Talking about RA: Reducing the Time to Diagnosis

This is an article all about RA, not about food.  But it’s something I have been thinking about.  Kelly at RA Warrior is hosting a blog carnival about the issue of reducing time to diagnosis so I thought it was the right time to discuss this.

In my early 20s I had an “episode” where I was in incredible pain and no one knew what was wrong.  I had all sorts of tests done, and everything looked fine.  The military doctor who wanted me gone told me it was fibromyalgia.  I did all sorts of research and said things like “But I don’t have pain in all four quadrants.  It’s jut in my hands!” and he just dismissed me.  I did massage, I quit my job, and eventually things got better.  I had 2 children, ran a marathon, moved all over the country with my military husband, and assumed it had just been a blip on the radar of life.  My hands never stopped hurting but I just assumed it was a “part of being me.”

http://rawarrior.com/rheumatology-blog-carnival-2-how-can-diagnosis-be-improved/

Towards the end of 2009 I started having all sorts of pain.  Hip pain and fatigue, and my hands started getting worse.  My gp did all sorts of tests and put me on large doses of steroid.  My blood tests all came back normal, but things didn’t really get better.  The positive thing here was that he said “This is beyond my expertise” and easily agreed to send me to a specialist.  (I think his exact words were “I have never seen this before.  That is not a good thing.  You want me to say “Oh yes.  I’ve seen this a thousand times.  This is how we treat it….”)  The negative was that I was the one who said “I want to see a rheumatologist.”  I knew what we were probably dealing with (Well, I knew the family.  I didn’t know the exact relative was going to be RA) so I was proactive.  I wish HE would have said “I’m going to send you to a rheumatologist”  Living in a small town, I said I wanted to go to the city to see someone with expertise.  (There is a good person locally but the wait is close to a year.)  I was willing to drive the 2+ hours to see someone who might be able to help.

Because I was proactive and a bit educated on what me might be dealing with, my road to diagnosis was shorter.  I wish that all GPs were willing to easily say “I don’t know” and send people to someone who specializes.

I got in with a wonderful rheumo at a high quality research hospital.  With her I started realizing that things I hadn’t thought about (like the fact that I could no longer wear my wedding rings due to the swelling in my hands) might mean something.   When I presented her with pictures of my swollen purple ankles she took it in stride.  When I told her I kept losing my voice she didn’t say “It’s because you are a teacher and talk all day” but in fact noted it as a possible symptom.  And she never looked at all my normal test results and said “Sorry.  You’re fine.  There is nothing here” like the military doc had done.  It took about 9 months to truly get to diagnosis, but I always knew SHE BELIEVED ME.  When you are sero-negative as I am, there is always that bit about “maybe it’s in your head.”  That was brought home to me yesterday when I met with my brand new GP.  (My previous doc moved.)  As we were discussing my issues and I mentioned that I was sero-negative she said, with feeling “Wow!  You must have had a time getting diagnosed!”  So even medical professionals know that there are flaws in the system.  Thank God for doctors who listen to their patients and try to get them help even if it means admitting you don’t know something.  We need more of those sorts of doctors and for them to serve all patients regardless of insurance status.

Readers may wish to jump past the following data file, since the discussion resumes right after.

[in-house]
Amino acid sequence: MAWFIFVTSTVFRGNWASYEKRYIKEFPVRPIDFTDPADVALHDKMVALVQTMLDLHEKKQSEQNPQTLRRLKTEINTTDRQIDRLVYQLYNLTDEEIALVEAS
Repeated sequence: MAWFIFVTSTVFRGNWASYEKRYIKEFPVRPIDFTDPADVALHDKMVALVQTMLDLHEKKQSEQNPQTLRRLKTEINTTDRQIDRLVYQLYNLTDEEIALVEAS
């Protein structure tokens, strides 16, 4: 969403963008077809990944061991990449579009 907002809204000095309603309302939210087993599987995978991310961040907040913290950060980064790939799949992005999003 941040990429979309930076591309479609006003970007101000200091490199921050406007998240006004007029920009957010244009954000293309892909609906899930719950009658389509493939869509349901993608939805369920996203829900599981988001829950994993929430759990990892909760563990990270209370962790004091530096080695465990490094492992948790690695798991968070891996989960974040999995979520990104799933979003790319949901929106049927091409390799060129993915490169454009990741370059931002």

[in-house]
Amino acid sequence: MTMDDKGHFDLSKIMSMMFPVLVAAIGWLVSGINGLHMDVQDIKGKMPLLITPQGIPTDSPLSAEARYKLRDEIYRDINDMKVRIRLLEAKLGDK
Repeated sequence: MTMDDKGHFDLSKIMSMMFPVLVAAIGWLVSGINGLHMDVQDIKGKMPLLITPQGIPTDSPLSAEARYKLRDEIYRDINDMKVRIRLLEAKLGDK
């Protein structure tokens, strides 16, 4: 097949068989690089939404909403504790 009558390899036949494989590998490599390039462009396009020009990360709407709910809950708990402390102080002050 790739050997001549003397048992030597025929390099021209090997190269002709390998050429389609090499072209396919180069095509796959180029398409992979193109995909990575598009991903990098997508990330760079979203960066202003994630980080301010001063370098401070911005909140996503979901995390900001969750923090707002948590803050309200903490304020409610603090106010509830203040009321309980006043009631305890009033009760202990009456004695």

As an aside, neither my new doc nor her nurse flipped out when I said the word “vegan.”  They said, quite calmly, well we might need to get you on some supplements and the doctor even said she could find supplements without animal bones in the ingredients.  I love that it was not reason for them to scorn me or feel the need to “change me.”  How wonderful that we might be moving towards a time when we can try to help people feel better and get better by looking at the whole person.  If that was the prevailing philosophy in medicine we would definitely be moving towards a shorter time to diagnosis for autoimmune disorders.

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3 responses to this post.

  1. As an aside, neither my new doc nor her nurse flipped out when I said the word “vegan.”
    Good idea! Vegetarians and more so vegans should increase intake of omega-3 fatty acids and dcrease omega-3 fatty acids at the same time.
    Best wishes, Lothar
    (@Rheumatologe / vegetarian)

    Reply

  2. Posted by Mark on January 10, 2011 at 5:48 PM

    Great blog post and truly helpful for those in that unecessary and disheartening ‘we don’t believe you’ stage. The problem is that they don’t know they are in that stage because they don’t have the diagnosis!
    Best wishes.

    Reply

  3. Thanks for adding your blog to the carnival, Jen.

    Apparently, “belieiving” the patient is a big part of solving this problem of proper diagnosis & treatment. It should not be so. At this point the only thing I can recommend to patients is the “second opinion” until a doctor who listens is found. I’m so glad you’ve found yours.

    Reply

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